Monday, October 20, 2008
Pierre Lorillard: Manhattan's original snuff king
Just a few gentlemen, enjoying healthy lungfuls of smoke (Picture courtesy National Cigar Museum)
One of the key locales in the mystery of Mary Rogers was the cigar store in which she worked, Anderson's Tobacco Emporium to the west of City Hall on Broadway. Anderson was known nationwide for the quality of his wares, but by the 1830s New York was already well-known for world-class tobacco products, thanks to one man -- Pierre Lorillard.
A habit borrowed from the Native Americans, tobacco was actually grown in Manhattan as far back as the Dutch occupation, with tobacco fields dotting the area, from Greenwich Village to where the United Nations building sits today. But it made a greater impact on the city being shipped in and out of the harbor.
Lorillard, a French Huguenot in British New York, opened the city's first successful "manufactory" for tobacco products in 1760, on what was then Chatham Street (or today's Park Row, to the east of City Hall). Described as a "snuff grinder", Lorillard's business secret sounds a little repulsive today: to keep his snuff fresh, Pierre sold it in dried animal bladders, "dried and tanned like parchment."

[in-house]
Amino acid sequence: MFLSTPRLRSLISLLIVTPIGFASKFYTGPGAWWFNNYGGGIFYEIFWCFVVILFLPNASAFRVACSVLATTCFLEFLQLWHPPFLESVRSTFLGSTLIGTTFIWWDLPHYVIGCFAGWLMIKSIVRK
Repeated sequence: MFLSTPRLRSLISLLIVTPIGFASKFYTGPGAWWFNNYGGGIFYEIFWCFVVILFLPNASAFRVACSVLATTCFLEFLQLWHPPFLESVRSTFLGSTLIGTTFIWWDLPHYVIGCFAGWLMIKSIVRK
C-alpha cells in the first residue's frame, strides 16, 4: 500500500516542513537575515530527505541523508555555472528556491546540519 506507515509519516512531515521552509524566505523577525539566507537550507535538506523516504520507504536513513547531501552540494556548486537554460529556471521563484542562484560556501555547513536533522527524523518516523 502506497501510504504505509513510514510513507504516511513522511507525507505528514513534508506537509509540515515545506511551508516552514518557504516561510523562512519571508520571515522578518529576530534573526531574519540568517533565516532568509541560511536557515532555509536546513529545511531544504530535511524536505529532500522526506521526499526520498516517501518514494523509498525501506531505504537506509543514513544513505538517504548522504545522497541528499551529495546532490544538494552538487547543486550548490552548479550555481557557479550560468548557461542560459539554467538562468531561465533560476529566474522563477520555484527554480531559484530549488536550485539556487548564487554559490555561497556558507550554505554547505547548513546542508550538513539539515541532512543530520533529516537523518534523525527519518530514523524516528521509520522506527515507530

His products were branded with a trademark of a Native American enjoying the delights of a barrel-full of tobacco. One of the earliest developed trademarks to have derived from New York, the Lorillard brand would quickly catch on even in Europe, as his snuff, all snug in its animal bladder, could be shipped with ease.
Pierre however would see little of his lasting legacy, thanks to the Revolutionary War. In 1776, the anti-Tory Lorillard followed the Continental Army out of town after they were driven out of Manhattan, but Lorillard was tragically killed by a Hessian soldier.
Fortunately, the Lorillard family had tobacco figuratively in their blood. The business was taken over by his two sons George and Peter, who moved the business to the Bronx and expanded nationwide. Believe it or not, the old Lorillard Snuff Mill is still standing, now a part of the New York Botanical Garden.
You can thank current Lorillard Tobacco Company today for providing the world with Newport Cigarettes and a bevy of other nicotine products. Cough cough.
You can find some other historical details about Lorillard here.
Below, some of the cheesy masculinity wrought by the Lorillard empire:
at 10:05 AM